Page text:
Again the AP report: “According to Dale Perry and [a second anonymous source], Favorov said Parnas told him Trump planned to remove U.S. Ambassador Marie Yovanovitch and replace her with someone more open to aiding their business interests.”
Two months later, Yovanovitch was personally recalled by Trump. Giuliani has repeatedly said he played a key role in the career diplomat’s ouster–telling the Wall Street Journal he convinced the 45th president Yovanovitch harbored “anti-Trump bias.”
“The ambassador to Ukraine was replaced,” the former New York City mayor told the AP. “I did play a role in that.” Yovanovitch was mentioned on the July 25 phone call between Trump and Ukrainian President Volodymyr Zelensky. Trump called her “bad news.”
Giuliani refused to answer questions as to whether he provided the Florida trio with inside information on Yovanovitch’s firing months ahead of time. But Sargeant is one of his noted friends. And Parnas and Fruman are two of his clients, according to Giuliani himself.
Unclear is the role played by Energy Secretary Rick Perry.
Trump has attempted to pass the Ukrainian hryvnia, so to speak, to Perry–essentially blaming his own appointee for the impeachment-inciting whistleblower scandal that’s still raging inside his White House. Perry’s role is that of a glorified and tax-payer-funded promoter of American petro interests–and since the Barack Obama administration, U.S. business and foreign policy interests have sought to wean the former Soviet republic off of Russian hydrocarbons.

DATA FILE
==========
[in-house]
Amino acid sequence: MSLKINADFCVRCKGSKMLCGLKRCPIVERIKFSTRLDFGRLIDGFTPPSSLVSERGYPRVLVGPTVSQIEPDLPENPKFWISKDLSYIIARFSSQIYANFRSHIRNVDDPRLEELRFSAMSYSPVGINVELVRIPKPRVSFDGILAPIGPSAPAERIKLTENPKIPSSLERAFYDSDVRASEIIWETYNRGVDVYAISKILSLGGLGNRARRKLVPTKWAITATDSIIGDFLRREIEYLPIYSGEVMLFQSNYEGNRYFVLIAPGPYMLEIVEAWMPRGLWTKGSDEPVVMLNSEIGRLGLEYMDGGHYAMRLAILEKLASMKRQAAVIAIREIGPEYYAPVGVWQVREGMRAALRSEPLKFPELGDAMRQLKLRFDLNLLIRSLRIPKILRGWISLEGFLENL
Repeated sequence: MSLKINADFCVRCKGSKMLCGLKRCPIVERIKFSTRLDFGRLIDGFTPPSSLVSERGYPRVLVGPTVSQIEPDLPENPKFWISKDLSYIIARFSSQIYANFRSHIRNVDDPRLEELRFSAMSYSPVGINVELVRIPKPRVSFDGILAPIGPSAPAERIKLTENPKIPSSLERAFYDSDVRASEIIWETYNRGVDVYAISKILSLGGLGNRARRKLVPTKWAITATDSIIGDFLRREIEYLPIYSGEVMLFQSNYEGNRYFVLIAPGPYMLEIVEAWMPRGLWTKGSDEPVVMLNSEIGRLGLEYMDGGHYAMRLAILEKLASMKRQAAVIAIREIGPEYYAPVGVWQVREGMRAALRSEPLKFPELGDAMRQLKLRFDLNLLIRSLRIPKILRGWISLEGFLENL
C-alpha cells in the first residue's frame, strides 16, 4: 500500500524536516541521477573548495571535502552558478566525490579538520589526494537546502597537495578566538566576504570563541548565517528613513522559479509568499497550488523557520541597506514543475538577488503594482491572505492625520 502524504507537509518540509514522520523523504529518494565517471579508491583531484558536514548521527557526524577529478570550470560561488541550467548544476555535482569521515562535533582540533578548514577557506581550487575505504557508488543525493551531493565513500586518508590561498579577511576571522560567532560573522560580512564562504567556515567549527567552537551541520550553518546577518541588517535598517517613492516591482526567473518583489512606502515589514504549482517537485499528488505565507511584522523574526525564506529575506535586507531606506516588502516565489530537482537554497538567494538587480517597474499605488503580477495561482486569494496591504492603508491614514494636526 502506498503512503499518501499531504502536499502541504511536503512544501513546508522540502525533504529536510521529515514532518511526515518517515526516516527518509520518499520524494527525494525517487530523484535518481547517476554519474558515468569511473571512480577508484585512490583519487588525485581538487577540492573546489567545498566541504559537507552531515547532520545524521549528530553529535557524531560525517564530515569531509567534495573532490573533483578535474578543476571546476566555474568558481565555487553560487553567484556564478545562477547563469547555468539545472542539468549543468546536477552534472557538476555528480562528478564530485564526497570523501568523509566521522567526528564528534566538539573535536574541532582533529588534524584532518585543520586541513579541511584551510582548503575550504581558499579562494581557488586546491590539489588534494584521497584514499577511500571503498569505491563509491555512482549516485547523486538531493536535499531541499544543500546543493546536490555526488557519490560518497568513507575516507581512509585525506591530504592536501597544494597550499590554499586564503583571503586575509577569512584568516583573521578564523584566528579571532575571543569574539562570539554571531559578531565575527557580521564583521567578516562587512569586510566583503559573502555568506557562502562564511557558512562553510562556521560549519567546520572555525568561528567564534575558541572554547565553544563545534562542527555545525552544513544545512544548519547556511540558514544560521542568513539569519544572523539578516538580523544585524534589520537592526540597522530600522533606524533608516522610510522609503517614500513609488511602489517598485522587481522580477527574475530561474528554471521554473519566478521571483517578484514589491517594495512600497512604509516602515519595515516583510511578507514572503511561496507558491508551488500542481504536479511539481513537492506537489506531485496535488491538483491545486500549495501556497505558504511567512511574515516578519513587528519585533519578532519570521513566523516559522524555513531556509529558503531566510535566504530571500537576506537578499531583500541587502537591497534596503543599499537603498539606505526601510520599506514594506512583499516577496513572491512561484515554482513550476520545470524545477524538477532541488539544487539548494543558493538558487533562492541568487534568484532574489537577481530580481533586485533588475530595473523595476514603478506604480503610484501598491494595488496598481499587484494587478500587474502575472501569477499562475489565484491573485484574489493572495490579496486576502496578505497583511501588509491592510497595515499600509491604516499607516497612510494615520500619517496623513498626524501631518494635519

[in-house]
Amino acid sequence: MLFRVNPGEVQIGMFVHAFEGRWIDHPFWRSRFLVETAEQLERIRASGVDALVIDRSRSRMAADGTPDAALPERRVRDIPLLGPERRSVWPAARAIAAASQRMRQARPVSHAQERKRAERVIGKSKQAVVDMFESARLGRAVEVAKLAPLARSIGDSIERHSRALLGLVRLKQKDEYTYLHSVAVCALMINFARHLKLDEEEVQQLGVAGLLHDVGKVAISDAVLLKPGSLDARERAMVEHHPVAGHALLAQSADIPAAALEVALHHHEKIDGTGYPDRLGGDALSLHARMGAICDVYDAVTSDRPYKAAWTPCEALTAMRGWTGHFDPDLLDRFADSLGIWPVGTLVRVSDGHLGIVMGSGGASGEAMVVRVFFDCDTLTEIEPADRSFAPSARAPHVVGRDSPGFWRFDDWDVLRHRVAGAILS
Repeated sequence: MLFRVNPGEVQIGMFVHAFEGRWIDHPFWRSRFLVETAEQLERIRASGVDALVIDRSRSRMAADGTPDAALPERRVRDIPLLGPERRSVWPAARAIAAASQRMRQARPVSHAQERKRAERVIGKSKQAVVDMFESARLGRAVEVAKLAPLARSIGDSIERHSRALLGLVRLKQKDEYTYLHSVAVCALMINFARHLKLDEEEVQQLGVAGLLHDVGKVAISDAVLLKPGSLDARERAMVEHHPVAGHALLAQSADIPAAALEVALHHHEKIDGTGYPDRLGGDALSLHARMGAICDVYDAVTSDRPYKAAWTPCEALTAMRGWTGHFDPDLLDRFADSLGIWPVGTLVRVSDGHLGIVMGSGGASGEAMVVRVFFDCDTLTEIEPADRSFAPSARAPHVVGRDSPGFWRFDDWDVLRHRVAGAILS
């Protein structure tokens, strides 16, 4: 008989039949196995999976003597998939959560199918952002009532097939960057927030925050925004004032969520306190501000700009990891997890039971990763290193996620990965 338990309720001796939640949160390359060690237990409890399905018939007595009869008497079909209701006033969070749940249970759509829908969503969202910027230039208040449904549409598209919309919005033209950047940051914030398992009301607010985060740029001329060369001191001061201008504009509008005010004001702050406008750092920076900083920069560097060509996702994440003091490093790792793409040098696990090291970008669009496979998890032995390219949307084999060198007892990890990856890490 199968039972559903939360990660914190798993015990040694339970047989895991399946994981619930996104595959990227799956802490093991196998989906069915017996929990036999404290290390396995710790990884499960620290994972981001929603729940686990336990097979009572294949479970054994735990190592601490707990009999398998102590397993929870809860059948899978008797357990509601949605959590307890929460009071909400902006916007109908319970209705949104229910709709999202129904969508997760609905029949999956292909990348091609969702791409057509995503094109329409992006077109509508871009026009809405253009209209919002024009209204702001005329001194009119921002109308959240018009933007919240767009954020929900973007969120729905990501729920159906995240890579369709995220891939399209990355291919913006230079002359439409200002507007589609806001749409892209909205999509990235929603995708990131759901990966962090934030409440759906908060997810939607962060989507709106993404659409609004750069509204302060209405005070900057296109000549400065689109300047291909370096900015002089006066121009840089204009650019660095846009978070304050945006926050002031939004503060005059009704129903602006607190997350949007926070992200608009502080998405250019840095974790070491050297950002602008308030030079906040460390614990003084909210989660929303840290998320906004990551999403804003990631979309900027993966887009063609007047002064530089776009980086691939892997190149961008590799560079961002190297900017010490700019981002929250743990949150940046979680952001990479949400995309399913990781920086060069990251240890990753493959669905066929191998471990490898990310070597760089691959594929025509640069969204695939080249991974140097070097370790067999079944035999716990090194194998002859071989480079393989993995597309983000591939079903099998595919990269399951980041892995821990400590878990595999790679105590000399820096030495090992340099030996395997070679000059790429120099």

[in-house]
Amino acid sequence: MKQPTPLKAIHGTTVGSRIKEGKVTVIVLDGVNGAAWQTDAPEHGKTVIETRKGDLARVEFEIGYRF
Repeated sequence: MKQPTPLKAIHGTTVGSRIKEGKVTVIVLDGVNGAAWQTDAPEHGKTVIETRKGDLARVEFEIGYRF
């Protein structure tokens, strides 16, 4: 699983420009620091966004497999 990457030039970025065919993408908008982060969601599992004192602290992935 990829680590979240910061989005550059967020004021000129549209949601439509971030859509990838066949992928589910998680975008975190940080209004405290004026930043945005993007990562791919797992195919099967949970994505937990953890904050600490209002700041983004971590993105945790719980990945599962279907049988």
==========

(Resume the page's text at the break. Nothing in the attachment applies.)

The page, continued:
But Perry insists he did everything aboveboard when he attempted to force Naftogaz to axe their entire executive staff during a series of recent meetings in the Ukraine. That was just his concern about corruption, he says.
The implication–authored by Trump–that Perry prompted the president to ask about re-opening the long-dormant inquiry into a Ukrainian gas company formerly associated with Joe Biden‘s son Hunter Biden was recently dismissed out of hand by the former Texas governor.
“This has been a very intense, a very focused push to get Ukraine to clean up the corruption,” Perry told the Christian Broadcasting Network on Friday. “I can’t go in good faith and tell a U.S. company, go and invest here, go and be involved if the corruption is ongoing.”
Editor’s note: this story was updated post-publication with a statement from Harry Sargeant’s lawyer.
[Image via DON EMMERT/AFP/Getty Images]